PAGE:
Starring Robert Redford as Dan Rather and Cate Blanchett as Mary Mapes, “Truth” raises the question: “What is truth? And how do we know?” In an exceptionally well-developed narrative, much like a crime drama, the viewer follows the clues and the trail to the usual suspects. In perhaps one of the most cruel tactics to discredit Mapes, a conservative talk show host interviews her alcoholic and abusive father who states he is ashamed of what his daughter has become: a feminist with an axe to grind.  Emotional manipulation arises when facts are slim or too complex to be easily grasped.   Although told from the perspective of Mapes, different versions of events are presented so the viewer has to draw his or her own conclusions.

“Truth” is based on Mapes’ 2005 memoir “Truth and Duty: The Press, the President, and the Privilege of Power.” It’s a 12-year-old case, but the wounds are still unhealed.

Worth seeing.

 

Footnote: Some at CBS News were “angry” with the film’s implication that news executives were pressured to revoke the story by corporate owner Viacom, which had a business incentive to remain on friendly terms with the Bush administration. Although the financial backers of “Truth”, CBS Corporation did not promote or advertise the film.

“Room”—No Haven or Home

 

Room

Based on the searing novel by Emma Donaghue, “Room” is a movie both disturbing and compelling. For five-year-old Jack (amazing Jacob Tremblay), Room is his home, a 11 x 11 foot shed where he was born, after his teenaged mom (Brie Larson, in her Academy Award winning role)—was kidnapped, imprisoned and sexually assaulted daily by Old Nick.

Told from the little boy’s point-of-view, Jack seems unaware that Room is a prison. For Jack it is his home, a seemingly safe haven filled with all he knows and with the security of the only parent he knows. Jack’s world is exclusively his Ma and Room. They share a bed, toilet, bathtub, and old television. The only window is a small skylight. In this sealed environment, Ma heroically tries to shelter Jack from their circumstances: telling stories, creating toys from egg shells, and weaving imagination into their daily routine.  Room seems normal for Jack since he knows nothing else.

They are captives of a man they call Old Nick, Jack’s biological father, who abducted Joy seven years prior, and routinely rapes her while Jack sleeps in the wardrobe, sometimes only pretending to do so. In an interesting plot twist, Ma leads Jack to believe that Room and its contents are “real,” and that the rest of the world exists only on their television.

As a psychological thriller, Room demonstrates immense control… a cinematic pioneer focused on very brutal subject matter. As a viewer I had misgivings about witnessing the torment of a young mother and her child. However, the violence and trauma are suggested, not visual scenes, which results in an even more compelling psychological depiction of what is home, family, and survival.

A tour-de-force well worth seeing!

“Brooklyn” — New World vs. Old

Brooklyn

“Brooklyn”, nominated for a 2016 Academy Award for best picture in a list of much more intensely themed dramas, is an easy movie to fall in love with. A classic boy-meets-girl coming-of-age movie, set in the early 50s and reminiscent of movies of that era. Two young immigrants meet in Brooklyn and fall in love, yet the young woman still yearns for the country and home she left behind. Based on Colm Toibin’s novel of the same title, “Brooklyn” conveys a specific historical time and worldview but the wounds and dilemmas are universal.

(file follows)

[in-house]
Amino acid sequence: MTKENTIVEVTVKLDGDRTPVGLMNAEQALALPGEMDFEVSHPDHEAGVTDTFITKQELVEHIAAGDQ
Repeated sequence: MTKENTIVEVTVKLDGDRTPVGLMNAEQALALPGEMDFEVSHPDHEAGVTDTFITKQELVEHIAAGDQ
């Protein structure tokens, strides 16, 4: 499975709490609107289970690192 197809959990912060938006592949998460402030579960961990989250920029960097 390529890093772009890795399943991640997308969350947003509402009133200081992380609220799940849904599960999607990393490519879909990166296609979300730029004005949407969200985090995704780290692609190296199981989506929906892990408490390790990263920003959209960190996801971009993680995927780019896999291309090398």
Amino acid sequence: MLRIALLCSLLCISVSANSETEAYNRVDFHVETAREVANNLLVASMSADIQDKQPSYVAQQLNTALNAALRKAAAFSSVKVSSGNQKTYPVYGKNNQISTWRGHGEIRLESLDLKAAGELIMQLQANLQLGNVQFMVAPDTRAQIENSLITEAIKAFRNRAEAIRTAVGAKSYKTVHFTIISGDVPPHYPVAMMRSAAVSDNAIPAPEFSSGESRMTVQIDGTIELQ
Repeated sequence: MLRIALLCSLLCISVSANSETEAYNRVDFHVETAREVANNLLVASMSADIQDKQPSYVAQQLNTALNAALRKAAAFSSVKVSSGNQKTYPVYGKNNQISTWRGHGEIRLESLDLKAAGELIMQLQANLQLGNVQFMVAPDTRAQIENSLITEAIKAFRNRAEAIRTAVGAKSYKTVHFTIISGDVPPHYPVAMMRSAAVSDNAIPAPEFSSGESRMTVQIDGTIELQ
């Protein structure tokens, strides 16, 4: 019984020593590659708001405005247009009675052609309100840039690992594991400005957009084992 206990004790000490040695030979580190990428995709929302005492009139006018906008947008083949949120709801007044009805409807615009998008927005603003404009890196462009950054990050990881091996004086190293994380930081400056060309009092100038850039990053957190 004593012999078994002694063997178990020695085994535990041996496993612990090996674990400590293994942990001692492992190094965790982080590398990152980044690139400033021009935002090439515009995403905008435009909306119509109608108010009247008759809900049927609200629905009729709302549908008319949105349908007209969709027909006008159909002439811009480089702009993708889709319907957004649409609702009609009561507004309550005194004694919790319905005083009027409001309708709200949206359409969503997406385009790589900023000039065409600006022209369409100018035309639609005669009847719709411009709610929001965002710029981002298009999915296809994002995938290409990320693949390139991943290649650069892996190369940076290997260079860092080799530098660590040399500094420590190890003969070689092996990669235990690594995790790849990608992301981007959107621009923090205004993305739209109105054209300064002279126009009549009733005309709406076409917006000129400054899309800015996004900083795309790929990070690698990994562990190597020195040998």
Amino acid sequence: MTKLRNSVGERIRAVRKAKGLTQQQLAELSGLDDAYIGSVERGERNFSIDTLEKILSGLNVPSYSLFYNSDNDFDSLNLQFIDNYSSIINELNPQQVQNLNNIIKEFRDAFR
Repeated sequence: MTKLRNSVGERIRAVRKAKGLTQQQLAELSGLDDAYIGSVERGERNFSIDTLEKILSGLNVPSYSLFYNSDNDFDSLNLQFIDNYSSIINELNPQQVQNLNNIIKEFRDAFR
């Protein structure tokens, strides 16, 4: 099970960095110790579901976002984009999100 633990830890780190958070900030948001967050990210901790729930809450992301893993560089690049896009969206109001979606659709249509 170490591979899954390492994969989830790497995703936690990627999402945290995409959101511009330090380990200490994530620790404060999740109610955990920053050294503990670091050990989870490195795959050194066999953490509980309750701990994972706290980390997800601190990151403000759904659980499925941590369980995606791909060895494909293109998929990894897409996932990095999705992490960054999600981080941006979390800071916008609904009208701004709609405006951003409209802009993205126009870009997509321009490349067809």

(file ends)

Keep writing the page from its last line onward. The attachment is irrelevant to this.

Saoirse Ronan plays Ellis, a young Irish woman who has few options back home in the Green Isle. Adventurous but devoted to her widowed mother and sister, she feels unanchored, desperate to find a more welcoming environment in which to navigate her adulthood. Tender-hearted, gentle, and hesitant in speech, Eilis soon falls in love with a young Italian immigrant whose culture is every bit as new to her as living in Brooklyn.

The film “Brooklyn” is much more than a coming-of-age tale, however. It is a story of choosing between the family one grows up in and the one created as an adult. Brooklyn symbolizes new frontiers of freedom and opportunity with little regard to the economic decision Eilis makes. Eilis must find her own identity while choosing between two value systems and two futures.

Ronan, nominated for Best Actress, (and cast in “Atonement”, “Lovely Bones”, and “The Grand Budapest Hotel”) gives a stunning performance as the innocence-lost maiden who has to understand what truly is the nature of home. Her moral choices are somewhat predictable but the dilemma is a universal one—choosing another’s happiness over one’s own, deciding on one’s own future first, or trying to have both. This young twenty-two year old actress is a pleasure to watch as she gains confidence one small victory at a time.

The overarching theme is one of possibility (which can be frightening) and independence(which can be depressing and isolating) versus the tradition and comfort of family. The known vs. the unknown. These are universally relatable. Many have to make the decision of what path to take. These aren’t the life-and-death stakes we see typically in the movies but they’re the decisions that often dictate fates.  “Brooklyn” is classic!